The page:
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Available from your local CRT store. *See product label for full claim details and directions for use. Boehringer Ingelheim Animal Health Australia Pty. Ltd. Level 1, 78 Waterloo Road, North Ryde NSW 2113 Australia. ABN 53 071 187 285. ®EPRICARE is a registered trademark of the Boehringer Ingelheim Group. GENS.15.06.0146

*Milk price of 44.2c per L ^300 days of lactation #Milk production of 20 L per day References: 1. Coop. R & Holmes. P., (1996) Nutrition and parasite interaction, International Journal for Parasitology, (26), Issues 8–9, pp 951-962, ISSN 0020-7519, 2. Little et al., (2000) Effect of Eprinomectin at Calving on Milk Production of Dairy Herds. Proceedings of 17th Annual Seminar of Society of Dairy Cattle Vets, NZVA. 3. McPherson et al., (1999) The Impact of Eprinomectin Treatment on Dairy Cattle Reproductive Performance. AAVP Proceedings, 44th Annual Meeting, New Orleans 1999; 44th Annual Meeting: 41 See product label for full claim details and directions for use. Boehringer Ingelheim Animal Health Australia Pty. Ltd., Level 1, 78 Waterloo Road, North Ryde, NSW 2113 Australia. ABN 53 071 187285. Epricare® is a registered trademarks of the Boehringer Ingelheim Group. All rights reserved. AUS-EPRI-191001



Future Focus a road map for shaping change A STRONG, confident, agile and forward-looking dairy industry in the Murray region is the goal of Future Focus, the regional dairy industry plan released by Murray Dairy and the Committee for Greater Shepparton. The plan has been assembled in collaboration with Dairy Australia, Agriculture Victoria and the United Dairyfarmers of Victoria. Future Focus has been over a year in the making, with 165 dairy farmers, service providers and processors from the Murray region consulted during its development. The plan includes research and analysis of the current state of the industry across northern Victoria and the southern Riverina, with goals and recommendations to guide effort and investment into the future. Murray Dairy chief executive Jenny Wilson

said the plan was developed to provide the industry, government and supporting organisations with a road map for shaping change across the industry. “Farmers in this region are continuing to undergo significant change to respond to the variability we see from climate, water policy reform, and the impacts of global and domestic dairy markets,” Ms Wilson said. “The conversations we had with dairy farmers, processors, the service sector and others involved across the supply chain all indicated that we needed to understand what the future of the industry might look like, and we needed a clear strategy to support businesses undergoing change to be sustainable.” The Murray Dairy region, spanning from Swan Hill to Corryong and into southern NSW, is a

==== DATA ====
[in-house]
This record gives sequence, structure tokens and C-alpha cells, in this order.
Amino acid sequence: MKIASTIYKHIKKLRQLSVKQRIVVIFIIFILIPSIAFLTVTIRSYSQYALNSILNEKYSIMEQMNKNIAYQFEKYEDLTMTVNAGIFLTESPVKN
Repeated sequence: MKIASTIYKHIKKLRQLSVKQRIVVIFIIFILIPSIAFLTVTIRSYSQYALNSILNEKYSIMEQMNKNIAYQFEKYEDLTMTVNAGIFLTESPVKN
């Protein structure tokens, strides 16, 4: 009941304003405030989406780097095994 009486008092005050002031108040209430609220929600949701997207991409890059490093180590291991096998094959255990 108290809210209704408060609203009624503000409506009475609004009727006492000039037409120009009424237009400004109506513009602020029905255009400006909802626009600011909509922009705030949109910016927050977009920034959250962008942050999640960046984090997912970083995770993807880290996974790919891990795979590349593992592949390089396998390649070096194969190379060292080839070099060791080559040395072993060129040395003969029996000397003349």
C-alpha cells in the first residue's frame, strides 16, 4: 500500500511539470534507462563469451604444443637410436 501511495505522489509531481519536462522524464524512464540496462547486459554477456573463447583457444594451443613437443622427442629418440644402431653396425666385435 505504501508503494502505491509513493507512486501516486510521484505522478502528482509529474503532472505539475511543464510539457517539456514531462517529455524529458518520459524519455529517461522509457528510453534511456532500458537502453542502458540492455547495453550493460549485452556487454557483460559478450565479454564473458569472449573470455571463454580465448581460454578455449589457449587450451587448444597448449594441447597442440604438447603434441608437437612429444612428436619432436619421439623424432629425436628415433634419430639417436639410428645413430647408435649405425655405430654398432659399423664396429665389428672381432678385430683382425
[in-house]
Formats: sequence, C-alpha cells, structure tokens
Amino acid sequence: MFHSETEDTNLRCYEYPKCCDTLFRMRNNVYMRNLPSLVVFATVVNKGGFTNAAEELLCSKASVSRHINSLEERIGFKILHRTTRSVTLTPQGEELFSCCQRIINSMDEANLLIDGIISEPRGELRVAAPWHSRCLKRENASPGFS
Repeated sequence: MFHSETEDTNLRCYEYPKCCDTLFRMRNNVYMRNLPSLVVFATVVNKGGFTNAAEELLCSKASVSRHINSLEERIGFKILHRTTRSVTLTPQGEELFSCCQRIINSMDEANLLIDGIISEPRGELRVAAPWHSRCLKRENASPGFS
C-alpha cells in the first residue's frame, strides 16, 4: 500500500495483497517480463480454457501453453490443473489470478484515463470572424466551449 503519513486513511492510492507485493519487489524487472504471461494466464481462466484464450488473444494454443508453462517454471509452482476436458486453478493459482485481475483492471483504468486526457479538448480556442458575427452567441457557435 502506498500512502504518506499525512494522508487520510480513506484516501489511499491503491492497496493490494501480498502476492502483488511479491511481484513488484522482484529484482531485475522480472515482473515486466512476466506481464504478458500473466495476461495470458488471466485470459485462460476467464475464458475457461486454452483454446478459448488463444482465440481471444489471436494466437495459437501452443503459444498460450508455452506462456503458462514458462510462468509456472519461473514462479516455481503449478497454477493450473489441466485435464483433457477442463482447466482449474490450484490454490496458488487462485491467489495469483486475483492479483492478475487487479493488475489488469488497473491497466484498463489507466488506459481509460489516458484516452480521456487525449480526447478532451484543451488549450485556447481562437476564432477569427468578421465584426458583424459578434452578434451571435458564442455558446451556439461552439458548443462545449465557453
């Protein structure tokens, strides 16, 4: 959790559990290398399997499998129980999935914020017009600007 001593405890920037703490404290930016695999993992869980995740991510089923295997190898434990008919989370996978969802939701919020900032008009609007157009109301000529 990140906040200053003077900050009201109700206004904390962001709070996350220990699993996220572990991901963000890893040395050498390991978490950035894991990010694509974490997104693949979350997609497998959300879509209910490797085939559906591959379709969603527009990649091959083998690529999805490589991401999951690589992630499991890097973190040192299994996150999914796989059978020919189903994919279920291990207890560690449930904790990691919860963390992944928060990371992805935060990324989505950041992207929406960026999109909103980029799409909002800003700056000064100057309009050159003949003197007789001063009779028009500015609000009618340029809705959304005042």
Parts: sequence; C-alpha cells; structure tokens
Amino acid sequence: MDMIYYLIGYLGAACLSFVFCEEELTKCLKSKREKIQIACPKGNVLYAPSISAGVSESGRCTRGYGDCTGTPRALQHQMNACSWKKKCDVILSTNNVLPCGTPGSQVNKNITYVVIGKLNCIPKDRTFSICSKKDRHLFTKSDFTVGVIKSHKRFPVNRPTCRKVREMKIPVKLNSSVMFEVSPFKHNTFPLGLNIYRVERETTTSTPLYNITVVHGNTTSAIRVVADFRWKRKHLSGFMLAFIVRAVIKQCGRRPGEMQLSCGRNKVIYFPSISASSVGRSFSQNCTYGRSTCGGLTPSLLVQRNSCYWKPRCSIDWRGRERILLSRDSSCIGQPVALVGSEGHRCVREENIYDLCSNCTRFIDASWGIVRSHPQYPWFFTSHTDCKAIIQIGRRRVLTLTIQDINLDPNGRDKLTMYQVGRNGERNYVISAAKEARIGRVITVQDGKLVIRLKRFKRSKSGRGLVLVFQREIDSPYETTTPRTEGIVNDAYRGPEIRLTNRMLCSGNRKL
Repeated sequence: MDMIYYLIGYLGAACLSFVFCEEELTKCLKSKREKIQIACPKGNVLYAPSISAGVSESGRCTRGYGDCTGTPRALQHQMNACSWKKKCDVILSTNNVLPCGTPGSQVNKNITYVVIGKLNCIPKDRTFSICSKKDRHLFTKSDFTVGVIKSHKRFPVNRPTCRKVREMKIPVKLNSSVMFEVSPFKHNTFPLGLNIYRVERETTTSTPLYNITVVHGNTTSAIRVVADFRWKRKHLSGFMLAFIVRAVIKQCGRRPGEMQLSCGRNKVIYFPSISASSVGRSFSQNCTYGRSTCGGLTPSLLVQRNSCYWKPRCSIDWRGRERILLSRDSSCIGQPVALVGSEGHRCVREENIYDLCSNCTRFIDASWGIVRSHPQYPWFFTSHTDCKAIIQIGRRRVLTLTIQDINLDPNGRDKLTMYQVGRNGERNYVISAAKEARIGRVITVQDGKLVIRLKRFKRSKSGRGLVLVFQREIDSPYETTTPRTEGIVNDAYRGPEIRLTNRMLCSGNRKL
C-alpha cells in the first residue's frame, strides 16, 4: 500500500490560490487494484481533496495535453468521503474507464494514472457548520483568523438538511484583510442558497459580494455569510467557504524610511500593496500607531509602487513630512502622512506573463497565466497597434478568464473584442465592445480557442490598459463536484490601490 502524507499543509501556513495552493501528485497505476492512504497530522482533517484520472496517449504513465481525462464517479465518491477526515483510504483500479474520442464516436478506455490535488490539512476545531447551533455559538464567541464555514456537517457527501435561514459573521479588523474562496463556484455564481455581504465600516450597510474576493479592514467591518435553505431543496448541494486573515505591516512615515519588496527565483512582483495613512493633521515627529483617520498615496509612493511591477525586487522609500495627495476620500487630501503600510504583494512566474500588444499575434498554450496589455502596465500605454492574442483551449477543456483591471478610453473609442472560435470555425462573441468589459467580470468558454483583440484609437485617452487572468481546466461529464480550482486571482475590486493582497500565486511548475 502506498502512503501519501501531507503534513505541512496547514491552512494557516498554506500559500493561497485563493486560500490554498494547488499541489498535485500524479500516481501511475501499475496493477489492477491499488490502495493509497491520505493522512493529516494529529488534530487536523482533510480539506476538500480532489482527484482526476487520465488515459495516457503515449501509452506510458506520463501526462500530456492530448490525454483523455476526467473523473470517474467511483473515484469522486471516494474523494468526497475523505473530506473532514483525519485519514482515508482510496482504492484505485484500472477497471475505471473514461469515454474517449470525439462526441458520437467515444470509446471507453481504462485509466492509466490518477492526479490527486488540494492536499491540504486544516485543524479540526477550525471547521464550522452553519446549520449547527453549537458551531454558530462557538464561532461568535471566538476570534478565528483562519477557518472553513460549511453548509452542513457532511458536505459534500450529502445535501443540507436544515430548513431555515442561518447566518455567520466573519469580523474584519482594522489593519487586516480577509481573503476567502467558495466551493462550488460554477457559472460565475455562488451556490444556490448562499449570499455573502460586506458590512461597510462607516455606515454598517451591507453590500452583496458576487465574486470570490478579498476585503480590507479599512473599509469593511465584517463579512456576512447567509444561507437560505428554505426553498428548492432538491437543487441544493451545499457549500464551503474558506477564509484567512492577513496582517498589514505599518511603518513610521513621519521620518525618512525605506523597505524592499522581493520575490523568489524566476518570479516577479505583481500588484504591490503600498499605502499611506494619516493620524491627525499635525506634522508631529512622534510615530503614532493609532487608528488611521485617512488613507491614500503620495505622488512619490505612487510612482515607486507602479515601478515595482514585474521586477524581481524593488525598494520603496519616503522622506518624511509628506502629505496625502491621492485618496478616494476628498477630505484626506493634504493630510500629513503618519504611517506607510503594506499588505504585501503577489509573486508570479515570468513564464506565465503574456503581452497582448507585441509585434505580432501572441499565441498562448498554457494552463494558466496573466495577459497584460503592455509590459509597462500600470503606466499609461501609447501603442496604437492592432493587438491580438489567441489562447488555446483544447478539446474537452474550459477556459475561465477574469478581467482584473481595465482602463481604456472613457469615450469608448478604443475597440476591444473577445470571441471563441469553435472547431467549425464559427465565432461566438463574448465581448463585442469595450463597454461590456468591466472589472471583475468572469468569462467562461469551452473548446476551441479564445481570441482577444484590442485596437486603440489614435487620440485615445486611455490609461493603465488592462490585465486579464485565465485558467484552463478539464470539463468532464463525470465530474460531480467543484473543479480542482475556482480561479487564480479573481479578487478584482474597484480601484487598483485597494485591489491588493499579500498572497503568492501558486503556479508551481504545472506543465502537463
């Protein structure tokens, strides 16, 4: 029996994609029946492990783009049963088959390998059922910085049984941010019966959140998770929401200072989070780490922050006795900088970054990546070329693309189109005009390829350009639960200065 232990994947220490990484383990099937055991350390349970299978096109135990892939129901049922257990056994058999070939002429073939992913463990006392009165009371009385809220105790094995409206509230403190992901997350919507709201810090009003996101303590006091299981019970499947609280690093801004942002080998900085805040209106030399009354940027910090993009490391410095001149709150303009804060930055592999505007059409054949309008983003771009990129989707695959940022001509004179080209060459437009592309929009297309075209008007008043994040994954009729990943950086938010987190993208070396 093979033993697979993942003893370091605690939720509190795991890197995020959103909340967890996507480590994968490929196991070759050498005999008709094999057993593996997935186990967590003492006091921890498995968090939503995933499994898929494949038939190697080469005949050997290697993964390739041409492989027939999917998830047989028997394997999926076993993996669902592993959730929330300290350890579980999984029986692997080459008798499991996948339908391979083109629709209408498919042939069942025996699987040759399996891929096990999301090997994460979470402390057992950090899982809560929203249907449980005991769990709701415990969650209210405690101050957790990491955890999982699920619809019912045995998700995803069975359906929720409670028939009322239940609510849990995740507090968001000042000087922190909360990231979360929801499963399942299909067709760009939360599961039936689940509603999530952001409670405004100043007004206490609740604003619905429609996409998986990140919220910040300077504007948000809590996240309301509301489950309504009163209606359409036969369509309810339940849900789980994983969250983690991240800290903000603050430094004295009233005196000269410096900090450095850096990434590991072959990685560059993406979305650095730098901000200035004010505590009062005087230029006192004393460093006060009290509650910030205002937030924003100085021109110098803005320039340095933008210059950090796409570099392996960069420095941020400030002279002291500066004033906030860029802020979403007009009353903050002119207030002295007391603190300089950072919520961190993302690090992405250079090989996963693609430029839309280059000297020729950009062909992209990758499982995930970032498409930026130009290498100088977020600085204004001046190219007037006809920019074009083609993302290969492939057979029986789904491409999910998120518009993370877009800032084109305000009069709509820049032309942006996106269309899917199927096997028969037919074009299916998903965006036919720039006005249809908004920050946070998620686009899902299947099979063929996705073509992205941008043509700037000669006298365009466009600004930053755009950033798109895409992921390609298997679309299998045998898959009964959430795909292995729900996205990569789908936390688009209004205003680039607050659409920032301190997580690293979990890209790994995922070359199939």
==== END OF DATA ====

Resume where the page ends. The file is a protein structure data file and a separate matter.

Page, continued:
major producer of dairy products nationally. In 2017–18 the dairy industry in this region generated a farm gate value of $916 million. Farms have been adapting in response to these changes in the operating environment, with a trend towards fewer but larger and more efficient farms. Future Focus provides recommendations for research, education and training, investment, planning, communication and promotion to support the dairy industry to continue to adapt, and outlines the roles that all levels of government, industry and supporting organisations and agencies can play to achieve its goals. chief executive officer of the Committee for Greater Shepparton Sam Birrell highlighted the importance of this project for the region. “Last year, dairy’s economic contribution into

our region’s communities was $730 million,” he said. ‘We know this industry is resilient and that this region offers real potential for dairy production to expand, that’s why having a plan that we can all get behind is so important,” Mr Birrell said. The plan has widespread industry support, including from Dairy Australia, Agriculture Victoria and the United Dairyfarmers of Victoria . It will feed into the Australian Dairy Plan, a national initiative backed by Dairy Australia, The Australian Dairy Industry Council, Australian Dairy Farmers, Australian Dairy Productions Federation and Gardiner Dairy Foundation. The Future Focus plan is on the Murray Dairy website:



Scaling back to cope MARK AND SUE WOODS were planning on

milking 400 cows this autumn. The Leitchville couple had spent some muchneeded capital on extending the dairy yard and buying a bigger second-hand vat. They had the stock numbers, the infrastructure and everything was looking great for them to kick their business into the next gear. But instead of ramping up, there is a very real possibility they will be scaling their business back to the bare minimum. If it doesn’t rain this autumn and water allocations continue to look dismal for 2019–20, they could quite possibly cut the milking herd back to 100 and their two employees will be looking for new jobs. They are yet another northern Victorian

“We are trying to make the best and most informed decisions we can; sometimes it works and sometimes it doesn’t.”

farming family feeling the pinch of a tough season made even more impossible by high temporary water prices. “Water is just too expensive to buy. Normally we would buy around 400 Ml a season, but we haven’t bought any this year,” Mrs Woods said. The couple has instead bought and used 170 tonne of hay and is desperately hoping the 100 tonne they have left, combined with some home-grown silage, will be enough to get them through. “We are trying to make the best and most informed decisions we can; sometimes it works and sometimes it doesn’t,” Mrs Woods said. “If it rains and we get 100 per cent allocation we would certainly keep milking numbers up but we are just not prepared to go into any more debt to keep farming and it just doesn’t look promising any way we look at the moment,” Mr Woods said. The Woodses still have all their young stock and are selling non-performing milkers. “Cows we would normally persist with have gone on the truck, we just can’t afford to carry